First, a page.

Lessons from Turkey After 90 Years of Progress

October 31, 2013

Jim Yong Kim Hurriyet

The Turkish Republic celebrated its 90th anniversary this week and there is clearly a lot to celebrate. 

During the past few decades, Turkey has achieved some impressive development breakthroughs that many countries would envy.  Turkish people can expect to live 10 years longer today than in 1990, and they enjoy universal health coverage established through the 2003 Health Transformation Program.

Turkey’s energy sector has attracted billions in private investment and focused on renewable energy as a key element of a greener growth path.  And Turkey has learned from the devastating effects of the 1999 Marmara Earthquake and improved its capacity to anticipate, mitigate and respond to the risks of natural disasters.

Since 2001, the size of Turkey’s economy has tripled and Turkey now ranks as the sixth largest economy in Europe.  Turkey’s success in making sure the benefits of economic growth are shared is equally noteworthy with poverty falling and some 4.5 million jobs being created in the past four years alone. Turkey’s growing middle class is both an attractive market and an important voice for inclusive economic development and the consolidation of Turkey’s democracy.

I arrived in Turkey this week to learn more about the country’s success – and also its challenges ahead. Turkey’s achievements provide valuable lessons for many other developing countries, particularly now at a time of economic and political turmoil in Turkey’s own neighborhood.

Turkey’s partnership with the World Bank goes back 63 years -- to 1950.  Over the years, our relationship has evolved. Today, we see sharing Turkey’s experience with other developing countries and collaborating with Turkey as an emerging donor and development partner as key areas of our engagement.

Last night, in fact, the World Bank and Turkey broke new ground by joining together with Turkish banks and the Borsa Istanbul to open the World Bank Islamic Finance Center in Istanbul.  It is my hope that this Center will serve as a knowledge hub with Turkey taking a leading role in designing and delivering cutting-edge technical assistance, advisory services, as well as generating and disseminating practical knowledge on how to make Islamic finance more relevant for growth and development.

The recent growth and globalization of Islamic finance has been remarkable, with Sharia-compliant financial assets now estimated at over US$1.5 trillion. Many countries such as Bahrain, Indonesia, and Malaysia already have sizeable Islamic finance industries while other countries like Luxembourg and the UK are also keen to develop them.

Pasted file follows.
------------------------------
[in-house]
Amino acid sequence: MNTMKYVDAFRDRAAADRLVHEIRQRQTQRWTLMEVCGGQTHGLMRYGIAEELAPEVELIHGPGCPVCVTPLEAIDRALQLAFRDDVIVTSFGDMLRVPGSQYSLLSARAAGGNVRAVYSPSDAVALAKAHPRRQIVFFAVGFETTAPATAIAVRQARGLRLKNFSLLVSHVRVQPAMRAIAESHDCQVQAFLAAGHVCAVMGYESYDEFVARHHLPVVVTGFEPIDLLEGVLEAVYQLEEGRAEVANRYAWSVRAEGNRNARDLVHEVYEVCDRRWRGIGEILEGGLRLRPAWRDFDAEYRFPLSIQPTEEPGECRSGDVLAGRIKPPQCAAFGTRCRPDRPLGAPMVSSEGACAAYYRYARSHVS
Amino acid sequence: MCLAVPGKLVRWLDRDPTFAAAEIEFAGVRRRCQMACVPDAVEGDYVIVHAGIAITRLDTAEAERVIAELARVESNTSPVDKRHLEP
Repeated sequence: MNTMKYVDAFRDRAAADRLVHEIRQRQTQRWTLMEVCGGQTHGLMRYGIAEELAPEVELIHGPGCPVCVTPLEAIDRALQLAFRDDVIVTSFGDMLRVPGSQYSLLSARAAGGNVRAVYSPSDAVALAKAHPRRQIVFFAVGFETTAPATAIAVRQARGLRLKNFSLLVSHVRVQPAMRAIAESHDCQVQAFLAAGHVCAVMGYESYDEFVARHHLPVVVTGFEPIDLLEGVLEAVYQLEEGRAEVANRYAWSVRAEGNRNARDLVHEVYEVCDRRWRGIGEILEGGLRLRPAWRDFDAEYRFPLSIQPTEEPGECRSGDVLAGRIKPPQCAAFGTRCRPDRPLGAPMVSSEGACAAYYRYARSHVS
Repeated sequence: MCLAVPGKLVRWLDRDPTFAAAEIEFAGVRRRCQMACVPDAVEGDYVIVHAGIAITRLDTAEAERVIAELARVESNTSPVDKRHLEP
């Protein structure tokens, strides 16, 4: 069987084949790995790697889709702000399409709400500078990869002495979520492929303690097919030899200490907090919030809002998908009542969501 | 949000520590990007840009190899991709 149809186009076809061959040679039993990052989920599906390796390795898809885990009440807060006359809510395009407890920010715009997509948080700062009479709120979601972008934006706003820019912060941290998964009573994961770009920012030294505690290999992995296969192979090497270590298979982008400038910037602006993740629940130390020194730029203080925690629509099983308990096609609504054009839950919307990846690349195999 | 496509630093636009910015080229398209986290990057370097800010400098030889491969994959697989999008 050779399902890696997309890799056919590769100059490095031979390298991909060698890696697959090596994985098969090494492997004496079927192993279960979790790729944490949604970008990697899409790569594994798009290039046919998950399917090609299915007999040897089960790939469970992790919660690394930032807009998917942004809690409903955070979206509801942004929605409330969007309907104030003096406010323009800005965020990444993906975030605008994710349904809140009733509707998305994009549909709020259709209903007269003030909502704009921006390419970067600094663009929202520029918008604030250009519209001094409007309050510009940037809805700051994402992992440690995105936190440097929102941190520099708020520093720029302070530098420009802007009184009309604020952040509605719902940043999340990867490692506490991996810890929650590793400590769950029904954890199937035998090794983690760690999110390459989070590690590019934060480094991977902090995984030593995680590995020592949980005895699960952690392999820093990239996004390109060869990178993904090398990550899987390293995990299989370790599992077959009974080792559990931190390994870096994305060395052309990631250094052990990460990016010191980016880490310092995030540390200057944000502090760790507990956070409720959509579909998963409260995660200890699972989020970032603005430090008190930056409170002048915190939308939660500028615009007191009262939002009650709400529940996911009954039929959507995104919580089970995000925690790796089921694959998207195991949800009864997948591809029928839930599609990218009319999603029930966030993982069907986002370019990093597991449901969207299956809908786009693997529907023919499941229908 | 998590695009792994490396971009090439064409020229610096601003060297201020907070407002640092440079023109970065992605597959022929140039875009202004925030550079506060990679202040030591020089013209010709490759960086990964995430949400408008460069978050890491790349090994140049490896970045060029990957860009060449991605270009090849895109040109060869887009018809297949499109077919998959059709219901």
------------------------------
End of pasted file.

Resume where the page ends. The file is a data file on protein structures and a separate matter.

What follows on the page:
Despite Turkey’s success, its own development agenda is far from complete. Many challenges remain, from boosting the labor force participation of women to increasing the skill levels of a young and growing labor force.  More domestic savings and foreign direct investment are needed to make the country’s growth less dependent on the inflow of short term capital from abroad. In addition, promoting business innovation could help spur economic growth; diversifying and deepening the financial sector will be needed to finance the country’s ambitious infrastructure plans; and improving the business environment would give businesses the stability they seek.

During my visit, together with senior managers from 17 international companies, I will be discussing these challenges with Prime Minister Erdoğan at the 8th Investment Advisory Council meeting today. Turkey has come a long way, but its leaders are well aware of the risk of falling into the “middle income trap.” It is thus fitting that the government has set itself ambitious targets for 2023, the centennial of the foundation of the Republic. Turkey should not rest on its laurels.

The same advice goes for the international development community. Indeed, just six months ago, the World Bank Group endorsed two goals - to end extreme poverty by 2030 and to boost shared prosperity for the bottom 40 percent of the population in countries where we work.

To achieve these goals, we will need the dedication and support of all the member countries of the World Bank, of the private sector, of civil society. And I believe that Turkey, because of the significant progress it has made in its own development, can play an important role.  In fact, given the considerable interest in Turkey’s success, we have started work on a project jointly with the Government of Turkey to bring together the lessons of experience from Turkey and make these available to policy makers elsewhere. Already, our teams have brought delegations from more than a dozen countries to Turkey to learn from its experience.

Turkey has the history, capacity, and accumulated knowledge to play a large and responsible role as a development partner and donor country.  We look forward to our evolving partnership with Turkey to help sustain its 90 years of achievements, overcome remaining challenges, and share its experiences with countries around the globe.

The author is president of the World Bank Group.  These remarks are based on a speech given yesterday by Dr. Kim at the 5th Izmir Economic Congress.